Soren Iverson blames Spotify, if “blames” is the right word.
Back in 2015, the music streaming company launched Wrapped, a year-end recap for each user that offered insights into their music listening habits and the year’s most popular artists. Other brands began borrowing the idea, a shameless if entertaining ploy to ratchet upage . This December, Iverson, a digital designer, wondered what Wrapped would look like when applied to our most basic apps.
Using the interface design tool Figma, Iverson mocked up a Wrapped for Google Maps, Robinhoodand Starbucks and shared the images to Twitter. The tweets received a modest amount of attention, garnering hundreds of likes each, but Iverson was just getting started. Nearly every day since, he has imagined clever new features that add unexpected touches to our most well-worn apps. There’s ChatGPTbut in Apple Messages. Instagram, but with the option to pay a fee to undo “deep likes.” Lyft-style reviewsbut for Tinder (“Looked Like Pics!”). And, the ones that went certifiably viral: Beat Minesweeper to cancel your subscription, and iOS alarms, but for the whole householdso the alarm is only disabled once everyone is up.
Iverson’s satirical design concepts started popping up in my own timeline with regularity, and whether that’s because they’ve now achieved a certain virus or because Twitter’s algorithmic timeline has been tweaked, it’s hard to say (it may be both). So I reached out to Iverson, who works full-time as a Cash App designer when he’s not reinventing other apps, to ask about his design process. We talked about how tech companies are responding to his ideas, and what he thinks the popularity of his absurdist app features say about our current relationships with technology. Iverson also shared an app idea that an Instagram engineer liked so much he said he might pitch it internally.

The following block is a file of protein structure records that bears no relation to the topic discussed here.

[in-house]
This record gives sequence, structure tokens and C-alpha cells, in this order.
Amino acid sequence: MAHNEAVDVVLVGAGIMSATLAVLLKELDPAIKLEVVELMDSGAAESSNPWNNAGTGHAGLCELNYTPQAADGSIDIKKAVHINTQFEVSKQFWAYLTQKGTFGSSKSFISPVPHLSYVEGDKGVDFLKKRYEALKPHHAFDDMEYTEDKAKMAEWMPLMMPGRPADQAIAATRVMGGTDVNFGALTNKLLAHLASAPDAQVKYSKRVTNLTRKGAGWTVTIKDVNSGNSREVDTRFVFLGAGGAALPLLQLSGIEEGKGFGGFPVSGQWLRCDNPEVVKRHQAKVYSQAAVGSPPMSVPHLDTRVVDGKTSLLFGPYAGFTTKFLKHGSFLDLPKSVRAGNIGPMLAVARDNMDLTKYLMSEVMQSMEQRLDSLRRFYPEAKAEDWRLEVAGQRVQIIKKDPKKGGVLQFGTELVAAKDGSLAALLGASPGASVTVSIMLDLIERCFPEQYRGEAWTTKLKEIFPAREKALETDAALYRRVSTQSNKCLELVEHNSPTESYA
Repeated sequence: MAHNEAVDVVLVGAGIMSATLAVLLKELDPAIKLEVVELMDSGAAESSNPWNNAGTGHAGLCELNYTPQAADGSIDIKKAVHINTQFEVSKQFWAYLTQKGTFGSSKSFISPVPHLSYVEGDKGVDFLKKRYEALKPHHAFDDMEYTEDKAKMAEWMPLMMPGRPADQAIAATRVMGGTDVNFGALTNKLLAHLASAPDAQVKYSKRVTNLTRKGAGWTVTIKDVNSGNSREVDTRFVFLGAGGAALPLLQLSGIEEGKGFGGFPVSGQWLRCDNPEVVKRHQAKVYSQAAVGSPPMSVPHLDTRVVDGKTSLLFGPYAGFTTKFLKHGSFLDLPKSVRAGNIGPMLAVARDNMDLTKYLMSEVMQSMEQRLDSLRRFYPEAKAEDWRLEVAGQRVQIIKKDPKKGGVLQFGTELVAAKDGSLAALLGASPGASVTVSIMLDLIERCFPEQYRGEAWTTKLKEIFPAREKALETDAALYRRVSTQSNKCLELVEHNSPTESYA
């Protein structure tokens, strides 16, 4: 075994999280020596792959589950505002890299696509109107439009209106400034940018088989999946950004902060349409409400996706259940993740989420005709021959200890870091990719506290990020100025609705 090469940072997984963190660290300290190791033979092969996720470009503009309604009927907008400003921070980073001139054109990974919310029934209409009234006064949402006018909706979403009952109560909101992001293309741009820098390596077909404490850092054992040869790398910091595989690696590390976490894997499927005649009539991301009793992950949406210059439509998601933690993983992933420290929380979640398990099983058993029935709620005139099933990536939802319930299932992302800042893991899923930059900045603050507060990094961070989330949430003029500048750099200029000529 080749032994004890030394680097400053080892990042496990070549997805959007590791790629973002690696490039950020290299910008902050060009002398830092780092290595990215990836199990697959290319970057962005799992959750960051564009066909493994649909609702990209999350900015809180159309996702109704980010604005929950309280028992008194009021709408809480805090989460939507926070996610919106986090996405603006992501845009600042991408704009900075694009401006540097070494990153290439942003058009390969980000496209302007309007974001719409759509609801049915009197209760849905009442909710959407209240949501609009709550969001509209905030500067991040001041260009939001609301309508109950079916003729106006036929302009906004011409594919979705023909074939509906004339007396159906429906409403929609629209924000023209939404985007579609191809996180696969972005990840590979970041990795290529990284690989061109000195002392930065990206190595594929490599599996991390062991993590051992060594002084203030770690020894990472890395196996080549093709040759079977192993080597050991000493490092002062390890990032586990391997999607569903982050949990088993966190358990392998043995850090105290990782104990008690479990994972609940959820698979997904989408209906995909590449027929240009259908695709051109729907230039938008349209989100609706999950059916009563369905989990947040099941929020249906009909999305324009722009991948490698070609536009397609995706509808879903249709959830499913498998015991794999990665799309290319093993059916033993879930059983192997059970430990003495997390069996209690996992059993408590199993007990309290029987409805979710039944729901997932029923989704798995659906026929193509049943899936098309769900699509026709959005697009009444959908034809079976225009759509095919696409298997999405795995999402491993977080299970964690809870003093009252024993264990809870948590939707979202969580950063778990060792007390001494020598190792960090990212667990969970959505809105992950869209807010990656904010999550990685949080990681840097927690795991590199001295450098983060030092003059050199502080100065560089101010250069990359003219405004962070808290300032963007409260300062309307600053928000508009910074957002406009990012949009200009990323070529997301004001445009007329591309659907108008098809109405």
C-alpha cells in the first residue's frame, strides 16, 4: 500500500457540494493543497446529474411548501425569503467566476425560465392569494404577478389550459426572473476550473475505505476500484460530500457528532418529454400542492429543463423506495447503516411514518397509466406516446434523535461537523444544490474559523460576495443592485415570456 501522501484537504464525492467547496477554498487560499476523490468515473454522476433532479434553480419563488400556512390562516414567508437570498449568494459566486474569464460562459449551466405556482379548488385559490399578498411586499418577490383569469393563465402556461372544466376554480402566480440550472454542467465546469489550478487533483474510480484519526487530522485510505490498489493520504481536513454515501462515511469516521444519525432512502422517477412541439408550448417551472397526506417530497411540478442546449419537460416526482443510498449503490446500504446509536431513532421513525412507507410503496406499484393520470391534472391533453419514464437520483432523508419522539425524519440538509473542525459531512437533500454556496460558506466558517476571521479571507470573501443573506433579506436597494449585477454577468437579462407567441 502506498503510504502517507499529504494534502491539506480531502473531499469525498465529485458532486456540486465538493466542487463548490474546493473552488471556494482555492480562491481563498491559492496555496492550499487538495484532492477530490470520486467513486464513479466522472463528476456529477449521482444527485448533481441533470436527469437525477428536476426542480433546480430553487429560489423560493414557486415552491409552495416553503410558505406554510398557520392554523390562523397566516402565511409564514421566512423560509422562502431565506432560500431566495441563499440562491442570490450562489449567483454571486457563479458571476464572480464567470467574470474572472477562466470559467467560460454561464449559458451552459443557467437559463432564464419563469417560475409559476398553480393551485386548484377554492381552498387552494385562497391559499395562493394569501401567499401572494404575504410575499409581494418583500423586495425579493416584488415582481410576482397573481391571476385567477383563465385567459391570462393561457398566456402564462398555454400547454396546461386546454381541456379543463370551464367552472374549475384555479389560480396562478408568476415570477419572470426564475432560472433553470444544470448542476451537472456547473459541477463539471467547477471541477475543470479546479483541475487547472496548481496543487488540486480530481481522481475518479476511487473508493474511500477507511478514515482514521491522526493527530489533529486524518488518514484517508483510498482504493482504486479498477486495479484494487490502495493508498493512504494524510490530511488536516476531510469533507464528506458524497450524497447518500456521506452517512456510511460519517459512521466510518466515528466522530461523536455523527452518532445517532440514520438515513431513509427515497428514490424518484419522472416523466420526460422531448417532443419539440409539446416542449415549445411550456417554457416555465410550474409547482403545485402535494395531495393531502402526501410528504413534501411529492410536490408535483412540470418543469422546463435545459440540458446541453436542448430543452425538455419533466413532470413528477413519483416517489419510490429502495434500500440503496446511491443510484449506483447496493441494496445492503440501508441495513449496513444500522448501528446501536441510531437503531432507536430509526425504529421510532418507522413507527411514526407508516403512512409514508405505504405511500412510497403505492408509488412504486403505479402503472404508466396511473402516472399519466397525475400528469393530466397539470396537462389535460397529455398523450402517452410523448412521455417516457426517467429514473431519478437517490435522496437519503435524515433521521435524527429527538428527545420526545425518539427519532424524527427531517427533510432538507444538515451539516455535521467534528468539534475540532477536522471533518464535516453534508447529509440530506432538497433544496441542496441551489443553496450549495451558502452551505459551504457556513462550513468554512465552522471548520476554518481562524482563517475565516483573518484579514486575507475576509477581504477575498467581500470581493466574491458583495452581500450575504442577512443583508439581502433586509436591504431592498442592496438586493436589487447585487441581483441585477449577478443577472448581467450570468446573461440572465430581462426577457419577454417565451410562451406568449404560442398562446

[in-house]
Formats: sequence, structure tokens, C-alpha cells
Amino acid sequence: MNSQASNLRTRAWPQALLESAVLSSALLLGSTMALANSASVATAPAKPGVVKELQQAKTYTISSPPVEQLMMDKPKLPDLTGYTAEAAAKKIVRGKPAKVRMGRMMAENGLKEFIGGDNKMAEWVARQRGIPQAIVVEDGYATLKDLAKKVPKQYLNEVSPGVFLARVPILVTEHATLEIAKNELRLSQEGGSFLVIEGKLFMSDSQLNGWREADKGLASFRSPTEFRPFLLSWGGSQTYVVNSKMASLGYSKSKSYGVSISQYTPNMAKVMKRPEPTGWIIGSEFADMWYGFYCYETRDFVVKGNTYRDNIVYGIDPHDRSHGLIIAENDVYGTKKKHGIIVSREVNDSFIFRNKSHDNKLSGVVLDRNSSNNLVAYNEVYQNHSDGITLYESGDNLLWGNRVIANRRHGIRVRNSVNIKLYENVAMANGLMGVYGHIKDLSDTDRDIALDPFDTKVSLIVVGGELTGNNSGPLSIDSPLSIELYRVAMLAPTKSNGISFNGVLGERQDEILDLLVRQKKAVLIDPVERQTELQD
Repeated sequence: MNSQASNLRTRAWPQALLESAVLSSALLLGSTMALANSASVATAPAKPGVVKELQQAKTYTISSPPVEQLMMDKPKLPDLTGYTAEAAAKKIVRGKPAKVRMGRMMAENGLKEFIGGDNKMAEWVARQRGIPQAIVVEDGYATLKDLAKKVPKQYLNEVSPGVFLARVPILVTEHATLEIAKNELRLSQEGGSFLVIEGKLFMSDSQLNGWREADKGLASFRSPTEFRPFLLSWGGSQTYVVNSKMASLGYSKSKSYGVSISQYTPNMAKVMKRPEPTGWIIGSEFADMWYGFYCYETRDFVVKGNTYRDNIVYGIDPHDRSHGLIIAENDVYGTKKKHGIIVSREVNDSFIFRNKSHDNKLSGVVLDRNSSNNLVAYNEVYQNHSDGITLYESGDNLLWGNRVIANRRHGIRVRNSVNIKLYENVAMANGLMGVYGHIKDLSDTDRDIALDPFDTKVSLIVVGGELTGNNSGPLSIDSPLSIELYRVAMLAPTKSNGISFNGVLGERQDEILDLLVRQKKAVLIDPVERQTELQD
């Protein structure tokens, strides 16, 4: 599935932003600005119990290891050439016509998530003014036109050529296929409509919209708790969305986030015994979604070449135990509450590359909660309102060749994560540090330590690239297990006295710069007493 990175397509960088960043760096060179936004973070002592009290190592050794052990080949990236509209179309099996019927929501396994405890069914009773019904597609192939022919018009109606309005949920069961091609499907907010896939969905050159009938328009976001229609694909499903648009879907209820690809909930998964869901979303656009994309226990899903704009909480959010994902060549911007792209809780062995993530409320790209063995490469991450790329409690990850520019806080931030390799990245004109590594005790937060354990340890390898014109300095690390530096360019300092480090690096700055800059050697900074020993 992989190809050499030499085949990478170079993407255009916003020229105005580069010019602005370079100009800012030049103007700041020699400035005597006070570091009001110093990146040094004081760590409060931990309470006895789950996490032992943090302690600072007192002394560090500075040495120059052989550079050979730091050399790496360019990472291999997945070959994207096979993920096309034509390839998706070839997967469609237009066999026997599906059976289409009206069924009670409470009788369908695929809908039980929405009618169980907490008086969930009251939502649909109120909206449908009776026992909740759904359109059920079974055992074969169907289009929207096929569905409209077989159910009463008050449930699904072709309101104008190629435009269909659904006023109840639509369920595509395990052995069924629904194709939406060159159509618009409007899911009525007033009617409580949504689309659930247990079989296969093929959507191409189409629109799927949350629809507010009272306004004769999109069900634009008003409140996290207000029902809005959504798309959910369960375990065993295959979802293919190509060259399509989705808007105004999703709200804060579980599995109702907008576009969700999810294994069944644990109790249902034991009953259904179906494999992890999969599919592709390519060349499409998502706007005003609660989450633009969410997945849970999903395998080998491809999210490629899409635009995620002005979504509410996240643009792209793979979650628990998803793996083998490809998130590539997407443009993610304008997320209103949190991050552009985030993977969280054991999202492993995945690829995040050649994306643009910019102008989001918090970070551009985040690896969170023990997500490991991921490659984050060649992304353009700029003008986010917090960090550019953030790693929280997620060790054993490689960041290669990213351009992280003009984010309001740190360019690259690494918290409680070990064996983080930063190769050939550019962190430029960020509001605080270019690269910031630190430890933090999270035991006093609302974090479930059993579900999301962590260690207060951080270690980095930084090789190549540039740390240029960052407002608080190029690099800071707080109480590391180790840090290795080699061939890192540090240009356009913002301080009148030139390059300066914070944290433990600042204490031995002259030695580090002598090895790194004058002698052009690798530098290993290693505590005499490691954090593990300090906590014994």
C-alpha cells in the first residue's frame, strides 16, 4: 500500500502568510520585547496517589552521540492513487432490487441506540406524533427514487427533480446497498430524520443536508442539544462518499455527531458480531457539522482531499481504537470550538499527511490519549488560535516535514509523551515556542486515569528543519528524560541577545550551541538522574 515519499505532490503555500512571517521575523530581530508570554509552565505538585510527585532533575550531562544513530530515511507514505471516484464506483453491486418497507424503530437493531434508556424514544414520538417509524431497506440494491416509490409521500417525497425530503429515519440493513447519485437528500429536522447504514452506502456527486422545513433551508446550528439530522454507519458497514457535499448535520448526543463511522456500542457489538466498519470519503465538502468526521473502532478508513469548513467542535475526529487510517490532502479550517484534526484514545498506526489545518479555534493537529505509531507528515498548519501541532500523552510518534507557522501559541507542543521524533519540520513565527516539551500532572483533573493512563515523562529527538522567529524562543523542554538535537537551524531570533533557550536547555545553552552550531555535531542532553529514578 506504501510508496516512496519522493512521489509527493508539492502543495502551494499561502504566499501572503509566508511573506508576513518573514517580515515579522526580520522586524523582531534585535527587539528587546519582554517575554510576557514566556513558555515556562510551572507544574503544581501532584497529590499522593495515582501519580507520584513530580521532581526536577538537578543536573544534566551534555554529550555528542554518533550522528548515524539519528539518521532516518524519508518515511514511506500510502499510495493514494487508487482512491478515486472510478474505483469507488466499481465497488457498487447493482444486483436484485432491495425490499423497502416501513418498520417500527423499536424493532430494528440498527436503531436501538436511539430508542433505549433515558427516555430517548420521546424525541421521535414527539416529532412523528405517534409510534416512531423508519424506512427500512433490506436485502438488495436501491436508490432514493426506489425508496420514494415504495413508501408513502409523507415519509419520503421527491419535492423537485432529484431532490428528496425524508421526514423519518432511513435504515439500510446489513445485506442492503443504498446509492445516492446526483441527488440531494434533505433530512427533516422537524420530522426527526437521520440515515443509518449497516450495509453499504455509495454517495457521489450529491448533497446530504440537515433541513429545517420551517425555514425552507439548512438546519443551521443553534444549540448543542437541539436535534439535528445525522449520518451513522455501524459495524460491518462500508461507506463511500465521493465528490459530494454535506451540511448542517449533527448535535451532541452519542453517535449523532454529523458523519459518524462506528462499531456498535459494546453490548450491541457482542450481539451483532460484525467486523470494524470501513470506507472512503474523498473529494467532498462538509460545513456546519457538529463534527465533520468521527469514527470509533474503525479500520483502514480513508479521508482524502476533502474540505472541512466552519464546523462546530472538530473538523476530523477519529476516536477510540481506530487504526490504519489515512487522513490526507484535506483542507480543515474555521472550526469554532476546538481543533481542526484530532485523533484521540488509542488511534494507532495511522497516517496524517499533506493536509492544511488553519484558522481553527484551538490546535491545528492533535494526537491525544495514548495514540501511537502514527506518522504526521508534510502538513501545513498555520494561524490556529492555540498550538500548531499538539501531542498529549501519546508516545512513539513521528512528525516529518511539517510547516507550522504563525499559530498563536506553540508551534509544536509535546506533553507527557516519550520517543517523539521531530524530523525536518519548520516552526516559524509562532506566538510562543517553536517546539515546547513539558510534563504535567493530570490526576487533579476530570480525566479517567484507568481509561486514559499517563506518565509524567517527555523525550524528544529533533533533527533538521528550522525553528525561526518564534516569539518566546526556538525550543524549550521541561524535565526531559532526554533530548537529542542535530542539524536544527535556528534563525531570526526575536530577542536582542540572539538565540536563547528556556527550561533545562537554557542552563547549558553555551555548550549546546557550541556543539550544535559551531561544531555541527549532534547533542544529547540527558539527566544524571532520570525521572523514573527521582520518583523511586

The conversation has been edited for clarity and length.
WIRED: What inspired you to start sharing these app ideas?
Soren Iverson: Well, several years ago, Spotify created this Wrapped experience, and from a product management perspective, it was a huge success. People loved it. And it seems like now every product manager working on every other app is trying to transpose this model of thinking onto their own app. This December it felt like it was at the point where everyone was doing it. So I just decided, OK, as a thought experiment, what would happen if Starbucks did this? What would happen if DoorDash did this? What would happen if Google Maps did this? The idea was around taking their internalized success metrics—this person drove this much or ordered this many cups of coffee—and throwing it back at you, the user.
I often think in visuals, so I immediately saw the thing in my head and mocked it up. And people reacted positively to it. They thought it was funny. And it just kind of blew up.
Initially my positioning was, “This product, comma, insert other feature or UI here.” But now my positioning is more, what if a PM knew Figma really well and gave an app their most intrusive thoughts? And it’s been a really fun exercise . There are a couple people in particular I riff with [Sorensen later identified them as Josh Rozin and Gauthier Le Meur]and sometimes they text me stuff and I’m like, that’s just insane.